View user's profile Send e-mail AIM Address Yahoo Messenger
Guerino1
Senior Itiler


Joined: Jan 01, 2006
Posts: 500
Location: New Jersey

PostPosted: Mon May 29, 2006 2:48 pm    Post subject: Reply with quote

Hello all,

I read through the entire thread and figured I'd add some basic info.

Based on simple experience (forget about ITIL and think bigger picture)...

Change Management is the process by which an enterprise defines and manages "Changes" through any and all environments. This includes but is not limited to the mechanisms for Defining, Creating, Editing, Versioning, Viewing, Reporting, Searching for, Promoting, Rejecting, etc. Changes. It also includes the processes and mechanism for creating and managing dependencies within and between any and all Changes.

Configuration Management is the process by which an enterprise defines and manages its "Configurations" through any and all environments. This includes but is not limited to the mechanisms for Defining, Creating, Editing, Versioning, Viewing, Reporting, Searching for, Promoting, Rejecting, etc. Configurations. It also includes the processes and mechanisms for creating and managing dependencies within and between any and all Configurations.

Configuration Management is critical to Change Management because it allows an enterprise to understand what, in any configuration, has changed, why it has changed, and what the impact of such a change will be? You can perform Change Management without Configuration Management but you will find that it will be incomplete and rather weak, as your enterprise will most likely not understand the Change if it does not have Configuration details. Also, without truly understanding the detailed Changes to any and all Configurations, you will find that the quality of your enterprise's Changes will be rather low and the risk of error will be rather high.

What you will also find is that if you have a very detailed Configuration Management solution, in place, you will be able to very accurately define the work associated with any and all Changes. This makes the Change process far more successful and reliable.

You will also find that having a detailed Configuration Management solution is key to successful rollback of Changes, from a recently modified or implemented Configuration that has problems back to a previous and more stable Configuration.

Anyhow, I hope this helps.

Regards,
_________________
[Edited by Admin to remove link]
Back to top
View user's profile Send e-mail Visit poster's website
Ed
Senior Itiler


Joined: Feb 28, 2006
Posts: 411
Location: Coventry, England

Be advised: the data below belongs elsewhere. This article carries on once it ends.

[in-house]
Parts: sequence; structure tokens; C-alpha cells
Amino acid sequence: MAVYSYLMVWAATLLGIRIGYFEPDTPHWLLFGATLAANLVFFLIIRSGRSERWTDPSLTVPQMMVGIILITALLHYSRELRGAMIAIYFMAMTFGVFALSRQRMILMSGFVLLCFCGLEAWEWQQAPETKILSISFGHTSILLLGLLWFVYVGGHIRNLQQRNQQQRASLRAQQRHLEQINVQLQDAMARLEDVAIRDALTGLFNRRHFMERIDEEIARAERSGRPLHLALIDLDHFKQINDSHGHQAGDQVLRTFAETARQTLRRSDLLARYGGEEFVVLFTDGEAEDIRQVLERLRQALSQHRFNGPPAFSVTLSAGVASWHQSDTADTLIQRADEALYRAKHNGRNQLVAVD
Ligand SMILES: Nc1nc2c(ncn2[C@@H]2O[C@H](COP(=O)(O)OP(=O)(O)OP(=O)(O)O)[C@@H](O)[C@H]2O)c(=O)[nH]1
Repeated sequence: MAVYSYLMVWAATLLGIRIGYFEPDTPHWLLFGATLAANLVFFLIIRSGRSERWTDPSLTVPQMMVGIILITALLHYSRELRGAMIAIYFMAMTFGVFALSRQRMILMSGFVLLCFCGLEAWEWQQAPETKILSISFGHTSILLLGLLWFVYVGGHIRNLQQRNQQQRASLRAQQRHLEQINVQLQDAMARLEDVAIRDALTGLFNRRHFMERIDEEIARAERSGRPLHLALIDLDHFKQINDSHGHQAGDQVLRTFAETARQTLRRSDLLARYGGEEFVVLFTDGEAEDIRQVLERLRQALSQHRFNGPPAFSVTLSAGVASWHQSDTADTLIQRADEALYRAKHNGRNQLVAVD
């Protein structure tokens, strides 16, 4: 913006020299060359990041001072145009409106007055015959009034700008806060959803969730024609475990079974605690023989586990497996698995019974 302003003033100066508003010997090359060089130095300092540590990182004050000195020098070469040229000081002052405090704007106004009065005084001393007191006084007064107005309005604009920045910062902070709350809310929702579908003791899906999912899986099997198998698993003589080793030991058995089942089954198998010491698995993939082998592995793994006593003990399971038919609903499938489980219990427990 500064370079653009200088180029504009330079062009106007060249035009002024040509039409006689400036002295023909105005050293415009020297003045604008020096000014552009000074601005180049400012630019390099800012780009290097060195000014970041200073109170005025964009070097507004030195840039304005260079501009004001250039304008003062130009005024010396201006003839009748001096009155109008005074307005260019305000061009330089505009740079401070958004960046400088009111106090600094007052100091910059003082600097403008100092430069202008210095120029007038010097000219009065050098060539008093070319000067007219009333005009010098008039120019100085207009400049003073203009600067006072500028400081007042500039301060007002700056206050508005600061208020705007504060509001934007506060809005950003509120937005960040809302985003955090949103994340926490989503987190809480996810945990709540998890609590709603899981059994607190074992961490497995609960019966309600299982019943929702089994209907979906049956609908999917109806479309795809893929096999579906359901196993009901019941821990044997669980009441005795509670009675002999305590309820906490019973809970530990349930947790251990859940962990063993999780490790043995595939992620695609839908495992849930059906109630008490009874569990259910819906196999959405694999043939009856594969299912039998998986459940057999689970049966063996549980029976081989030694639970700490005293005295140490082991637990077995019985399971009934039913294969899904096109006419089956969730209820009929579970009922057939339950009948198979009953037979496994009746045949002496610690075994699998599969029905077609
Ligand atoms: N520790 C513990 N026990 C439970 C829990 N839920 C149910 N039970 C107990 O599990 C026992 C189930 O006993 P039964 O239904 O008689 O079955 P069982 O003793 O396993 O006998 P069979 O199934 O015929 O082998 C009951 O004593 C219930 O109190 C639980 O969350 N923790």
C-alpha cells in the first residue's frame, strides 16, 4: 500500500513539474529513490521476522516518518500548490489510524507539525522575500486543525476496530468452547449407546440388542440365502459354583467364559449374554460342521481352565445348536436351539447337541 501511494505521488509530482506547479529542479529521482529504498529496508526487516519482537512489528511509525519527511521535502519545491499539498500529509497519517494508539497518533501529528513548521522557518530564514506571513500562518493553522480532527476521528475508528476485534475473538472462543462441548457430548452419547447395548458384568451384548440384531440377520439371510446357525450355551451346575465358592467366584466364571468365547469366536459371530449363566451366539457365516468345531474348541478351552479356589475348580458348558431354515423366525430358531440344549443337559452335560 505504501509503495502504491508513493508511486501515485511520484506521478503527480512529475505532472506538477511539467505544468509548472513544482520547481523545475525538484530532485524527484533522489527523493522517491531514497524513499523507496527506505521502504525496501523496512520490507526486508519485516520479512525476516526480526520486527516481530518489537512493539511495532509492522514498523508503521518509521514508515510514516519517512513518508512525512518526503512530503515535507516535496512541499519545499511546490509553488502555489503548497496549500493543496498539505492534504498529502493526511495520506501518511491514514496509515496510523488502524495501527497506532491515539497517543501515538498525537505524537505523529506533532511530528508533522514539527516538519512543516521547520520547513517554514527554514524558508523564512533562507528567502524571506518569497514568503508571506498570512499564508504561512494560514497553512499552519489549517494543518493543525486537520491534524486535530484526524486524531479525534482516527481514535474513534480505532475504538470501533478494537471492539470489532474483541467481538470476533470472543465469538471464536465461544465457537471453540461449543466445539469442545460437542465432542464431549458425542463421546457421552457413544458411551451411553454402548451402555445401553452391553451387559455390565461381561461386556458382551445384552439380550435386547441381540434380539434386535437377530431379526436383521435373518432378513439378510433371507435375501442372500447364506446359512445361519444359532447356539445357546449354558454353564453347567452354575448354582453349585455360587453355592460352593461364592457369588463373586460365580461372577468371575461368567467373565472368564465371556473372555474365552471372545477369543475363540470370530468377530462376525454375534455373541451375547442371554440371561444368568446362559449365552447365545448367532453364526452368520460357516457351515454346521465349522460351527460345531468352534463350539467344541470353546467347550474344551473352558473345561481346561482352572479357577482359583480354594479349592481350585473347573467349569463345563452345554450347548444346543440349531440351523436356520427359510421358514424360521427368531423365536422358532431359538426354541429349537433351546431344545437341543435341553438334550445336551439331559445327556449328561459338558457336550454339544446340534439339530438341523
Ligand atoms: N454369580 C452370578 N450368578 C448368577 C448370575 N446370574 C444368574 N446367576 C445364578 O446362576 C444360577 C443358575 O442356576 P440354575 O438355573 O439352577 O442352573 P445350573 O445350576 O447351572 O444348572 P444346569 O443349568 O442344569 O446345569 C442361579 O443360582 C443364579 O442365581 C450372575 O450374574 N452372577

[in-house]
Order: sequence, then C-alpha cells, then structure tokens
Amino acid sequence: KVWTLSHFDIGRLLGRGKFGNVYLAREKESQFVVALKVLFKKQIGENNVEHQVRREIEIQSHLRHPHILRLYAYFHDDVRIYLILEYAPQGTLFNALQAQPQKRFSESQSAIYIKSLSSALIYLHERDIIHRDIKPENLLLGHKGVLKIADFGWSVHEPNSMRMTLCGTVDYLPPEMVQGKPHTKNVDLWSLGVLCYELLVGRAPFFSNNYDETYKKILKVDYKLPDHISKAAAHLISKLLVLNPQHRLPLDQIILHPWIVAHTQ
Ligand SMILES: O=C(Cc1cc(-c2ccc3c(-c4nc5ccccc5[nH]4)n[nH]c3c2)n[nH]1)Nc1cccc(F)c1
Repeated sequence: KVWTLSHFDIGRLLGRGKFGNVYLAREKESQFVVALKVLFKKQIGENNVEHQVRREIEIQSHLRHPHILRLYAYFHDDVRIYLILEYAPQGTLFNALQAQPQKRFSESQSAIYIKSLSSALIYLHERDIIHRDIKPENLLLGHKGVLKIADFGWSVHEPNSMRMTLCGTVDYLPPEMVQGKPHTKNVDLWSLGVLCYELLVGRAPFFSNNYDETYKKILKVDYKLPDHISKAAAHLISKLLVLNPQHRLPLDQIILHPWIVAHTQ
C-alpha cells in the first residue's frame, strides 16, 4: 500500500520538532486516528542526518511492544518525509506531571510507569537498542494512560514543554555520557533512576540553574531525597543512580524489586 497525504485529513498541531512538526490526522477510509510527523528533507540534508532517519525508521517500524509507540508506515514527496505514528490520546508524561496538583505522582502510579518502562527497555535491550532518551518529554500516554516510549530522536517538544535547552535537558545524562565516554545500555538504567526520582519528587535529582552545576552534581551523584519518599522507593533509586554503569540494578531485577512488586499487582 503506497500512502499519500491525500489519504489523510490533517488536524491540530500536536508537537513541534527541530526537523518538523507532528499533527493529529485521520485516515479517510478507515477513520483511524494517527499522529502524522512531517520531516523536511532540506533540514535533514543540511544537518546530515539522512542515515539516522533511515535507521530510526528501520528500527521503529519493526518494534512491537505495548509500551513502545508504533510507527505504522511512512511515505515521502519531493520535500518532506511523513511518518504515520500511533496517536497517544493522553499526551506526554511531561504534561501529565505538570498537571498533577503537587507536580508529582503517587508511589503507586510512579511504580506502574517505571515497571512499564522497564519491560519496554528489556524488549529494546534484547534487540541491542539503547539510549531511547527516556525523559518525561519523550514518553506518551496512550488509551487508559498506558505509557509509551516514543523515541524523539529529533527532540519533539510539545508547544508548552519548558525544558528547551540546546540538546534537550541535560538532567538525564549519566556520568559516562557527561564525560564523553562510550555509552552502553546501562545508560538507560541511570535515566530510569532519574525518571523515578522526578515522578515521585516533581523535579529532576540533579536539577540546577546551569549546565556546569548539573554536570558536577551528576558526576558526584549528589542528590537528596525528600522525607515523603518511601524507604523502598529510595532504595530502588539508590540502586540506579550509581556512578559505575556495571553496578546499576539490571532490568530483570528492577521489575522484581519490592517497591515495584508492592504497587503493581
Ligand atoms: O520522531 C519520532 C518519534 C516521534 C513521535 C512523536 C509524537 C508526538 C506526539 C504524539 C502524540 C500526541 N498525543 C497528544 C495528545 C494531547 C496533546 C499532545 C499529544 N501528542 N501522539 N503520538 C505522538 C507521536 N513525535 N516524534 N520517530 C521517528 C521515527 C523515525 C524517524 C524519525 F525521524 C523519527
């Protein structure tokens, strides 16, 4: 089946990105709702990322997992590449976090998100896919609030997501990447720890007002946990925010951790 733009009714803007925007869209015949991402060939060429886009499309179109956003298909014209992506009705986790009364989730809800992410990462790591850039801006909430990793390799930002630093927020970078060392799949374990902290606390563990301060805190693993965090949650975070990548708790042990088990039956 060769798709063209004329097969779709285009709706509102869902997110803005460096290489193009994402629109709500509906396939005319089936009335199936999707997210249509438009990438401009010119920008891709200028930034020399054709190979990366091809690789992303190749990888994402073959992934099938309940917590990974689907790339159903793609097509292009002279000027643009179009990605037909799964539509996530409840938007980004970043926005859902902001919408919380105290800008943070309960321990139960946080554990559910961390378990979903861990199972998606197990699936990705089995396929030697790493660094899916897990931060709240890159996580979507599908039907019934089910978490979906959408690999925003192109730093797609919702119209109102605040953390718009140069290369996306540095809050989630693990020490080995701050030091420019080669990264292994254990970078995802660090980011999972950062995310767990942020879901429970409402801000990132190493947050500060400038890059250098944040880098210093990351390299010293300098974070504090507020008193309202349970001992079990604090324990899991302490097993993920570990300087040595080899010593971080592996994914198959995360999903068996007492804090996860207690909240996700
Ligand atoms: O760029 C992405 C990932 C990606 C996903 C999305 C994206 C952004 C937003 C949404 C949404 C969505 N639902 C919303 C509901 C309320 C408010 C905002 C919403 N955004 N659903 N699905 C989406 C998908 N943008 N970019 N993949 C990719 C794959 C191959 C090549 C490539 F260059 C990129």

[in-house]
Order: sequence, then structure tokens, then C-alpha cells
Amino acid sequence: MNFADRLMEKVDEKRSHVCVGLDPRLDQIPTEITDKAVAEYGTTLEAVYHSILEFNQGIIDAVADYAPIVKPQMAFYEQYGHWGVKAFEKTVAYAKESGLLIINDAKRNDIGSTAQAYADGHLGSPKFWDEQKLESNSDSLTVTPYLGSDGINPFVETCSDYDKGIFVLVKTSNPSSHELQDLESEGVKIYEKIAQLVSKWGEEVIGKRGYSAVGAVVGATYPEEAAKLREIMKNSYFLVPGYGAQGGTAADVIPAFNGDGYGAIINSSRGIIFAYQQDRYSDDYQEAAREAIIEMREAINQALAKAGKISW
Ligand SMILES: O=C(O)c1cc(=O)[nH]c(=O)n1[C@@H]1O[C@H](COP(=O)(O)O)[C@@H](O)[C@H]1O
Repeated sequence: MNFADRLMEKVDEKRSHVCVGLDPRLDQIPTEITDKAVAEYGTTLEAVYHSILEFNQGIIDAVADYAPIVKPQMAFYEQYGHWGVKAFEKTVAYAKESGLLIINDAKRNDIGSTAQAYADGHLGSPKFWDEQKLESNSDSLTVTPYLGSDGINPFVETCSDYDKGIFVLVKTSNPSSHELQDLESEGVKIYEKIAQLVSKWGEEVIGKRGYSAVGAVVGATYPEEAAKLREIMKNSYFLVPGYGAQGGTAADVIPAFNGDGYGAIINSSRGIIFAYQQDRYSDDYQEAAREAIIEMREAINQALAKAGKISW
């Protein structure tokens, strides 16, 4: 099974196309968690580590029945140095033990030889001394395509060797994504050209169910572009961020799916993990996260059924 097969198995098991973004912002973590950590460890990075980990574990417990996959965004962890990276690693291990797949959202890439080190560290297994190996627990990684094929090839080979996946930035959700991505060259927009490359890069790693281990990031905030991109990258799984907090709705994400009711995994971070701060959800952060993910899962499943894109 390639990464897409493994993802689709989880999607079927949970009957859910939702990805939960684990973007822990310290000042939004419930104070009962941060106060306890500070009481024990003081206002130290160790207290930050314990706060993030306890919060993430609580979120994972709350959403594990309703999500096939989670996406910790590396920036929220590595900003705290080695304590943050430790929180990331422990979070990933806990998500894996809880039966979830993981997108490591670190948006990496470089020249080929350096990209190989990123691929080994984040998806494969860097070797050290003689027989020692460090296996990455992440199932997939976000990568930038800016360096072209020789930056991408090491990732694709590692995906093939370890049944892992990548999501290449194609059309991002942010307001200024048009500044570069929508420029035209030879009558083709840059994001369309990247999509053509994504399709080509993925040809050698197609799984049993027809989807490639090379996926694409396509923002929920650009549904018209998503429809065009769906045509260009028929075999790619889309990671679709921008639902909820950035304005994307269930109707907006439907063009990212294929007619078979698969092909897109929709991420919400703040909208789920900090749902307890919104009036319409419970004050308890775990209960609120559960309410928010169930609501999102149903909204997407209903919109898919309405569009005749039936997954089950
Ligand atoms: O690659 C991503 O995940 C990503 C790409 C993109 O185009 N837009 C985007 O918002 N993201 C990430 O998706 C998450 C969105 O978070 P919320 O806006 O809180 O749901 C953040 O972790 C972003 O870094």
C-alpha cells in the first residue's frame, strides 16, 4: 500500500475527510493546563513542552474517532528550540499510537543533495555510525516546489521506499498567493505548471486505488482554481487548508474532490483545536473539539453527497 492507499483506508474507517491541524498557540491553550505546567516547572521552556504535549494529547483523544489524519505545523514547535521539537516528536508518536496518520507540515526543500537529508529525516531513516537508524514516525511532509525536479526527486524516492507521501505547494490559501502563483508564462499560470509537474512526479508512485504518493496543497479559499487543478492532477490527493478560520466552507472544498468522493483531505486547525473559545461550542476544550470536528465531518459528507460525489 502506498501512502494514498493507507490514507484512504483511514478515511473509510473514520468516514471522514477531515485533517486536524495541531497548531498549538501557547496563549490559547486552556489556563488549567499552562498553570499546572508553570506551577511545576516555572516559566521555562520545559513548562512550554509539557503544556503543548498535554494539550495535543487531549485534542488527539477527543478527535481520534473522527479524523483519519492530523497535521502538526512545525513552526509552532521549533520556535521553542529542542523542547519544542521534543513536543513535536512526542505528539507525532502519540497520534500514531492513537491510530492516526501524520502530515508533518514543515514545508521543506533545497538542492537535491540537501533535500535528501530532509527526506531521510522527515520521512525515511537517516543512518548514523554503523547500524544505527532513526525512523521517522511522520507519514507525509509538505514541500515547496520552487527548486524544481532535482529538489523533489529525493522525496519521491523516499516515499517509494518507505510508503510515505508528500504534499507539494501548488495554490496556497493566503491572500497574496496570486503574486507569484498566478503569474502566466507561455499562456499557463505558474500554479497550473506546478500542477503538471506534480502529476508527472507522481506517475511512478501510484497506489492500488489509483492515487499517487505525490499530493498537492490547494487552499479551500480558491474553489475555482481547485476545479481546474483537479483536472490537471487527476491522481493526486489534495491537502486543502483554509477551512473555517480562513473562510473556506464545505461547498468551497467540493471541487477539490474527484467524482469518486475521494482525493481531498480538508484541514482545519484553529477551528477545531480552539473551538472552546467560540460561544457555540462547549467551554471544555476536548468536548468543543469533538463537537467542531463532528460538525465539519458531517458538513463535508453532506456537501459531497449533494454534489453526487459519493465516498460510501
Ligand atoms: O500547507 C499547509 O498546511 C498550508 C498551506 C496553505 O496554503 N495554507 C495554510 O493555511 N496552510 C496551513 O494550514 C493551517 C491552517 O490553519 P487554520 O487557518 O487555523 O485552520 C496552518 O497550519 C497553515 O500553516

PostPosted: Tue May 30, 2006 7:16 pm    Post subject: Reply with quote

Sorry folks - I came to this one late.

Having done exactly what the thread implies all I can say is DON'T DO IT.

Anyone that implements Change on it's own will suffer from a lack of control within the changes. This gives the potential for CIs to be ignored from the point of view of the Change and can cause massive side effects. We had an example whereby the implementer did not take account of the fact that a file was read at both ends of the process. He was changeing the end process and caused the early suite to crash with no-one on support. Our customer was not amused as his overnight batch processing was delayed by eight hours, this in turn kept his branch network off the air and unable to trade. Nasty stuff!

I could go on all day on this one, but don't want to bore you all to tears.

Regards

Ed
Back to top
View user's profile
Display posts from previous:   
Post new topic   Reply to topic    ITIL Forum Index -> Change Management All times are GMT + 10 Hours
Page 1 of 1

 
Jump to:  
You cannot post new topics in this forum
You cannot reply to topics in this forum
You cannot edit your posts in this forum
You cannot delete your posts in this forum
You cannot vote in polls in this forum

Powered by phpBB 2.0.8 © 2001 phpBB Group
phpBB port v2.1 based on Tom Nitzschner's phpbb2.0.6 upgraded to phpBB 2.0.4 standalone was developed and tested by:
ArtificialIntel, ChatServ, mikem,
sixonetonoffun and Paul Laudanski (aka Zhen-Xjell).

Version 2.1 by Nuke Cops 2003 http://www.nukecops.com

Forums ©

 

Logos/trademarks property of respective owner. Comments property of poster. Rest 2004 Itil Community for Service Management & Foundation Certification. SV
Site source copyright (c)2003, and is Free Software under the GNU / GPL licence. All Rights Are Reserved.